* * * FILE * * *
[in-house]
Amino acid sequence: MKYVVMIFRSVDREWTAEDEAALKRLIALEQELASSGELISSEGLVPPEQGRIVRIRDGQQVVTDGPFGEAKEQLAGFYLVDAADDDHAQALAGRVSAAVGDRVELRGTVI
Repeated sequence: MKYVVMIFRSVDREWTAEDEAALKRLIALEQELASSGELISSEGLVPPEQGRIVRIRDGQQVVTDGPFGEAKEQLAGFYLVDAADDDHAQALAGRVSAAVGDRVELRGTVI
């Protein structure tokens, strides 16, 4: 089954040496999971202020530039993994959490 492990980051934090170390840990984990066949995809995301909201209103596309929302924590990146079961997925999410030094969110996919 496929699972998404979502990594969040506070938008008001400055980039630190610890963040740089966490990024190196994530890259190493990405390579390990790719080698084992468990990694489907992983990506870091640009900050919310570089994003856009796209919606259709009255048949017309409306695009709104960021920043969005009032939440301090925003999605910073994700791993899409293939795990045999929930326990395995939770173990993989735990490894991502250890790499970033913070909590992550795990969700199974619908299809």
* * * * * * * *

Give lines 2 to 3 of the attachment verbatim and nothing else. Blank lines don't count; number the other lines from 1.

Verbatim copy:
Amino acid sequence: MKYVVMIFRSVDREWTAEDEAALKRLIALEQELASSGELISSEGLVPPEQGRIVRIRDGQQVVTDGPFGEAKEQLAGFYLVDAADDDHAQALAGRVSAAVGDRVELRGTVI
Repeated sequence: MKYVVMIFRSVDREWTAEDEAALKRLIALEQELASSGELISSEGLVPPEQGRIVRIRDGQQVVTDGPFGEAKEQLAGFYLVDAADDDHAQALAGRVSAAVGDRVELRGTVI